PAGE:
Owners who want to better understand their canine companions must recognize that dogs
see the world from a different visual perspective. The differences begin with the structure of
the eye. "We have a good idea what canines see because we know the make-up of the
retina of a dog's eye," says Dr. Ralph Hamor, a veterinarian and specialist in ophthalmology
at the University of Illinois College of Veterinary Medicine Teaching Hospital.
The retina, which covers the back of the inside of the eyeball, contains cones and rods-two
types of light-sensitive cells. Cones provide color perception and detailed sight, while rods
detect motion and vision in dim light. Dogs, which have rod-dominated retinas, see better in
the dark than humans do and have motion-oriented vision. However, because they have
only about one-tenth the concentration of cones that humans have, dogs do not see colors
as humans do.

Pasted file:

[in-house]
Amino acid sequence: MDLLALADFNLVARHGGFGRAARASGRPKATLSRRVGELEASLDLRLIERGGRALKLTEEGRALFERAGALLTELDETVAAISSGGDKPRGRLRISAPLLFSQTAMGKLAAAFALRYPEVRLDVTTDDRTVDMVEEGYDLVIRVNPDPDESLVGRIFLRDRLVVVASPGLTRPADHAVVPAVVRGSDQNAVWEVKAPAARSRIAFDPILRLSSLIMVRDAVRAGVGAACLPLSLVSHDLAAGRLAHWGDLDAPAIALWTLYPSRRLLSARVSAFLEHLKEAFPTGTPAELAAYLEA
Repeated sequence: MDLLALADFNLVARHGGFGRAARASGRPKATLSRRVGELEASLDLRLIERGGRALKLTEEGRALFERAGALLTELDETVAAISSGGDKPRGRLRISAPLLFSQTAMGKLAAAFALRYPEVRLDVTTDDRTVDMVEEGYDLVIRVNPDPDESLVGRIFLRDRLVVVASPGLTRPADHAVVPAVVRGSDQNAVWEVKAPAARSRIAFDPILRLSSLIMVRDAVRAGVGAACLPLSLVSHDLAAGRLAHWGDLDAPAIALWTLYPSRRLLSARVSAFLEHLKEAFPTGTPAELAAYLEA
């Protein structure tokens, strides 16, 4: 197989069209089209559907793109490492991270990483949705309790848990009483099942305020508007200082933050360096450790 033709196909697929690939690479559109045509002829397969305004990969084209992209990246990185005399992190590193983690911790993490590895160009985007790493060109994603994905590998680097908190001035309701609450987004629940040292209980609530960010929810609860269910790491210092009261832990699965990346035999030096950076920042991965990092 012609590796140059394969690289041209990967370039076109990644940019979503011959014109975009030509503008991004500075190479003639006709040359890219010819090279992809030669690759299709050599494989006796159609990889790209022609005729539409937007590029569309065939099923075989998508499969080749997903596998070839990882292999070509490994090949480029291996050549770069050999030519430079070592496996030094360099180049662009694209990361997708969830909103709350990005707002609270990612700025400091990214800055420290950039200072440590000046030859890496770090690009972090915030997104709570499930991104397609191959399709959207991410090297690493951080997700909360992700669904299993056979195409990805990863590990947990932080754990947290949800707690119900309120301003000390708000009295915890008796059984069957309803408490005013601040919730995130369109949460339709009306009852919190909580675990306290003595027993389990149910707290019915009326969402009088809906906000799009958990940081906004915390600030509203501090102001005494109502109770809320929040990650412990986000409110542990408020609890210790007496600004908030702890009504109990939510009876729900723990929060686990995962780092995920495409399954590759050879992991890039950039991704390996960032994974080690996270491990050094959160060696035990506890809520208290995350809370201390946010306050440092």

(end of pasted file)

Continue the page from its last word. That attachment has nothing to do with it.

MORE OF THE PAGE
"I generally explain that dogs see like a color-blind human," says Dr. Hamor. "Many people
think that a person who is red/green color blind cannot see any color, but there are
variations of being color blind. Most people have vision that is trichromatic (three color
variations). People who are red/green color blind are dichromatic (two color variations).
Dogs can pick out two colors-blue-violet and yellow-and they can differentiate among
shades of gray." Dogs are unable to distinguish among green, yellow, orange, and red. They
also have difficulty differentiating greens and grays.
Dogs use other cues (such as smell, texture, brightness, and position) rather than rely on
color. Seeing-eye dogs, for example, may not distinguish whether a stoplight is green or
red; they look at the brightness and position of the light. This and the flow and noise of
traffic will tell the dog that it is the right time to cross the street.